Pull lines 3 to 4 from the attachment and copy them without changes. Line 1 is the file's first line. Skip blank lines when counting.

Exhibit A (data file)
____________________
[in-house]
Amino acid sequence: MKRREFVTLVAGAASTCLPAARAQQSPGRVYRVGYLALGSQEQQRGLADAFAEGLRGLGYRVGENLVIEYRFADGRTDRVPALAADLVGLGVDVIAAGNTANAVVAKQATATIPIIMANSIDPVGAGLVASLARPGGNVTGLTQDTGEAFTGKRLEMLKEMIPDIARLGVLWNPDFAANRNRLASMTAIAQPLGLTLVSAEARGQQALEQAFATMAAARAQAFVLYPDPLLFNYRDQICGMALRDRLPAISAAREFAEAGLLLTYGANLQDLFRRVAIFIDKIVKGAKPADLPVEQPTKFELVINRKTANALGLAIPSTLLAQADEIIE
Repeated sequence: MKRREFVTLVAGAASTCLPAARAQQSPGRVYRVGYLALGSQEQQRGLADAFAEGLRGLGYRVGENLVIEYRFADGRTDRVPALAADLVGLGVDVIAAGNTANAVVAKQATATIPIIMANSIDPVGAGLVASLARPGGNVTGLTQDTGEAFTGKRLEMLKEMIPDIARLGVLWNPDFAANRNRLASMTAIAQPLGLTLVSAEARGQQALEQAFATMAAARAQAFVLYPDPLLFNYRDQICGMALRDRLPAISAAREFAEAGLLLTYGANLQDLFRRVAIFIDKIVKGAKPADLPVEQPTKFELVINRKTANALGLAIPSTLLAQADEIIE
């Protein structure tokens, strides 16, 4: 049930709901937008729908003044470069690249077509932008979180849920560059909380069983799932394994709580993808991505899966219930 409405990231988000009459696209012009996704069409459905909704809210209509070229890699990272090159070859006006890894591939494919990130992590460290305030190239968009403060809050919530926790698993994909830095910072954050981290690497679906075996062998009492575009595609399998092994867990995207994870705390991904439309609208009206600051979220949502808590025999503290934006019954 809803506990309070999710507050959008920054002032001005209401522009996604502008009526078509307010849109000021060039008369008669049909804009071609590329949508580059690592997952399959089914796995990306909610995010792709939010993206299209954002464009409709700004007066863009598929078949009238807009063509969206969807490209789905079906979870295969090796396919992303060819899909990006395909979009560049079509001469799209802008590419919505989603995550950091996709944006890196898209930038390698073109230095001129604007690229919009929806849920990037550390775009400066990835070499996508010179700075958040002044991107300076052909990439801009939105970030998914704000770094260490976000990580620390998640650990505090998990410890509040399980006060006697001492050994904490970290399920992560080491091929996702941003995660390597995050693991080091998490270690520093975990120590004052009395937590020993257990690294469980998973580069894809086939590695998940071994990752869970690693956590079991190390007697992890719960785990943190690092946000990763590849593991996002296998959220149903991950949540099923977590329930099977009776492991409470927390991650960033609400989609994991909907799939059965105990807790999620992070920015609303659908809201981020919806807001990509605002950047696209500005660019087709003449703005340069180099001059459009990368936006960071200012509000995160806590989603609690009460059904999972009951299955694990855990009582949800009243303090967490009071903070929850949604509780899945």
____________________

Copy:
Repeated sequence: MKRREFVTLVAGAASTCLPAARAQQSPGRVYRVGYLALGSQEQQRGLADAFAEGLRGLGYRVGENLVIEYRFADGRTDRVPALAADLVGLGVDVIAAGNTANAVVAKQATATIPIIMANSIDPVGAGLVASLARPGGNVTGLTQDTGEAFTGKRLEMLKEMIPDIARLGVLWNPDFAANRNRLASMTAIAQPLGLTLVSAEARGQQALEQAFATMAAARAQAFVLYPDPLLFNYRDQICGMALRDRLPAISAAREFAEAGLLLTYGANLQDLFRRVAIFIDKIVKGAKPADLPVEQPTKFELVINRKTANALGLAIPSTLLAQADEIIE
């Protein structure tokens, strides 16, 4: 049930709901937008729908003044470069690249077509932008979180849920560059909380069983799932394994709580993808991505899966219930 409405990231988000009459696209012009996704069409459905909704809210209509070229890699990272090159070859006006890894591939494919990130992590460290305030190239968009403060809050919530926790698993994909830095910072954050981290690497679906075996062998009492575009595609399998092994867990995207994870705390991904439309609208009206600051979220949502808590025999503290934006019954 809803506990309070999710507050959008920054002032001005209401522009996604502008009526078509307010849109000021060039008369008669049909804009071609590329949508580059690592997952399959089914796995990306909610995010792709939010993206299209954002464009409709700004007066863009598929078949009238807009063509969206969807490209789905079906979870295969090796396919992303060819899909990006395909979009560049079509001469799209802008590419919505989603995550950091996709944006890196898209930038390698073109230095001129604007690229919009929806849920990037550390775009400066990835070499996508010179700075958040002044991107300076052909990439801009939105970030998914704000770094260490976000990580620390998640650990505090998990410890509040399980006060006697001492050994904490970290399920992560080491091929996702941003995660390597995050693991080091998490270690520093975990120590004052009395937590020993257990690294469980998973580069894809086939590695998940071994990752869970690693956590079991190390007697992890719960785990943190690092946000990763590849593991996002296998959220149903991950949540099923977590329930099977009776492991409470927390991650960033609400989609994991909907799939059965105990807790999620992070920015609303659908809201981020919806807001990509605002950047696209500005660019087709003449703005340069180099001059459009990368936006960071200012509000995160806590989603609690009460059904999972009951299955694990855990009582949800009243303090967490009071903070929850949604509780899945």